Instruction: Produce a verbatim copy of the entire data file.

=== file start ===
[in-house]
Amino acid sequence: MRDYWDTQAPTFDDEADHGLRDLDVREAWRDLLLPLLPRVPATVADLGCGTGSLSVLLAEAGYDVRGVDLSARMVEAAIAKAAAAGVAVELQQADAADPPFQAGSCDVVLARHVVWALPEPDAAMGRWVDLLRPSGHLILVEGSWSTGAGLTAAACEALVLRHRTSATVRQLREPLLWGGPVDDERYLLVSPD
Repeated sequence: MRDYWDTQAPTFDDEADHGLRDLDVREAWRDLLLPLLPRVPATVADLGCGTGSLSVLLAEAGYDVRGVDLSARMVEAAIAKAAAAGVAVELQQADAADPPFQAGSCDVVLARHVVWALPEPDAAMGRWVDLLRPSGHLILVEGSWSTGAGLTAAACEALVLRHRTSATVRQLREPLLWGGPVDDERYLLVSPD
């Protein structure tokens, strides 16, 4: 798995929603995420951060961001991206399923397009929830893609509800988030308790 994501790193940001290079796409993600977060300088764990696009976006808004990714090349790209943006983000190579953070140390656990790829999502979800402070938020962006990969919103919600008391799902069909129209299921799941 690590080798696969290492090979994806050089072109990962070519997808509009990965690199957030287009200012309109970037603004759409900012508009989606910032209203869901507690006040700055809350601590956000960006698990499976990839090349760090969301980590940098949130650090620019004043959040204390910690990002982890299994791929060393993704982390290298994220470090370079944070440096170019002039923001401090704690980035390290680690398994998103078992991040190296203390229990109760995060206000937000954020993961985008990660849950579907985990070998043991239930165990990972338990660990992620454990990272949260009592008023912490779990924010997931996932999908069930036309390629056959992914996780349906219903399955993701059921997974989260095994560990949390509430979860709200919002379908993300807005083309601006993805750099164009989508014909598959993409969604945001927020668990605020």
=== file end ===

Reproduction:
[in-house]
Amino acid sequence: MRDYWDTQAPTFDDEADHGLRDLDVREAWRDLLLPLLPRVPATVADLGCGTGSLSVLLAEAGYDVRGVDLSARMVEAAIAKAAAAGVAVELQQADAADPPFQAGSCDVVLARHVVWALPEPDAAMGRWVDLLRPSGHLILVEGSWSTGAGLTAAACEALVLRHRTSATVRQLREPLLWGGPVDDERYLLVSPD
Repeated sequence: MRDYWDTQAPTFDDEADHGLRDLDVREAWRDLLLPLLPRVPATVADLGCGTGSLSVLLAEAGYDVRGVDLSARMVEAAIAKAAAAGVAVELQQADAADPPFQAGSCDVVLARHVVWALPEPDAAMGRWVDLLRPSGHLILVEGSWSTGAGLTAAACEALVLRHRTSATVRQLREPLLWGGPVDDERYLLVSPD
């Protein structure tokens, strides 16, 4: 798995929603995420951060961001991206399923397009929830893609509800988030308790 994501790193940001290079796409993600977060300088764990696009976006808004990714090349790209943006983000190579953070140390656990790829999502979800402070938020962006990969919103919600008391799902069909129209299921799941 690590080798696969290492090979994806050089072109990962070519997808509009990965690199957030287009200012309109970037603004759409900012508009989606910032209203869901507690006040700055809350601590956000960006698990499976990839090349760090969301980590940098949130650090620019004043959040204390910690990002982890299994791929060393993704982390290298994220470090370079944070440096170019002039923001401090704690980035390290680690398994998103078992991040190296203390229990109760995060206000937000954020993961985008990660849950579907985990070998043991239930165990990972338990660990992620454990990272949260009592008023912490779990924010997931996932999908069930036309390629056959992914996780349906219903399955993701059921997974989260095994560990949390509430979860709200919002379908993300807005083309601006993805750099164009989508014909598959993409969604945001927020668990605020």